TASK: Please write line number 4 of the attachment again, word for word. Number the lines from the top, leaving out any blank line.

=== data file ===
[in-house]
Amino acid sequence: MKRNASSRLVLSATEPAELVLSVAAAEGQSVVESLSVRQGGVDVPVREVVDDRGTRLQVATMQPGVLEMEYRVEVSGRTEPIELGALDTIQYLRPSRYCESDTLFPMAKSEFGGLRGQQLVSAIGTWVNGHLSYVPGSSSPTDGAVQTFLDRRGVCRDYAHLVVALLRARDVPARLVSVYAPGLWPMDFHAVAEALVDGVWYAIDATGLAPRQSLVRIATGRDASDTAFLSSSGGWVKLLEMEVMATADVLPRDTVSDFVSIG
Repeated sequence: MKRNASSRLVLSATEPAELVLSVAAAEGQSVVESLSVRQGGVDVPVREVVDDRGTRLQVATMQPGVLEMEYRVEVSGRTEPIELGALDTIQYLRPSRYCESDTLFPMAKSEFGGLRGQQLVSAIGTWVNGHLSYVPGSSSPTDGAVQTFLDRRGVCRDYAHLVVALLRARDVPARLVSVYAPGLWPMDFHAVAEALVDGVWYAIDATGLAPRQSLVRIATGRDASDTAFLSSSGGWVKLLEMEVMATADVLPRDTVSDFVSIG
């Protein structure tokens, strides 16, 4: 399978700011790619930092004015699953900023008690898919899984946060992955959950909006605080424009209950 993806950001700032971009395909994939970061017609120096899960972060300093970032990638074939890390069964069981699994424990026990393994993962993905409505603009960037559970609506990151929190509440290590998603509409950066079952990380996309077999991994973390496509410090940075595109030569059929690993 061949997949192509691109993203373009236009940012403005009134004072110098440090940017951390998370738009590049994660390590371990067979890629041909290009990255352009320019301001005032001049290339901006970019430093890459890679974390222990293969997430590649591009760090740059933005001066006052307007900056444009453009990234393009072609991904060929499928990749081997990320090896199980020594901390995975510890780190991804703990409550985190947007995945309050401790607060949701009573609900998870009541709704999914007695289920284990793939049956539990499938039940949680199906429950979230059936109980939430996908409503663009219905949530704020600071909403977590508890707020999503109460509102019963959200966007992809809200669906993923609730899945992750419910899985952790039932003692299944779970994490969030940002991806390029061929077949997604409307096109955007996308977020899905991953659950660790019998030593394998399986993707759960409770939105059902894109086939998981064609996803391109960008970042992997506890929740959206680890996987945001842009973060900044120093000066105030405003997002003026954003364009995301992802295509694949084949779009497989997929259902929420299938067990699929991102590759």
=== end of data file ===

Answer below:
């Protein structure tokens, strides 16, 4: 399978700011790619930092004015699953900023008690898919899984946060992955959950909006605080424009209950 993806950001700032971009395909994939970061017609120096899960972060300093970032990638074939890390069964069981699994424990026990393994993962993905409505603009960037559970609506990151929190509440290590998603509409950066079952990380996309077999991994973390496509410090940075595109030569059929690993 061949997949192509691109993203373009236009940012403005009134004072110098440090940017951390998370738009590049994660390590371990067979890629041909290009990255352009320019301001005032001049290339901006970019430093890459890679974390222990293969997430590649591009760090740059933005001066006052307007900056444009453009990234393009072609991904060929499928990749081997990320090896199980020594901390995975510890780190991804703990409550985190947007995945309050401790607060949701009573609900998870009541709704999914007695289920284990793939049956539990499938039940949680199906429950979230059936109980939430996908409503663009219905949530704020600071909403977590508890707020999503109460509102019963959200966007992809809200669906993923609730899945992750419910899985952790039932003692299944779970994490969030940002991806390029061929077949997604409307096109955007996308977020899905991953659950660790019998030593394998399986993707759960409770939105059902894109086939998981064609996803391109960008970042992997506890929740959206680890996987945001842009973060900044120093000066105030405003997002003026954003364009995301992802295509694949084949779009497989997929259902929420299938067990699929991102590759």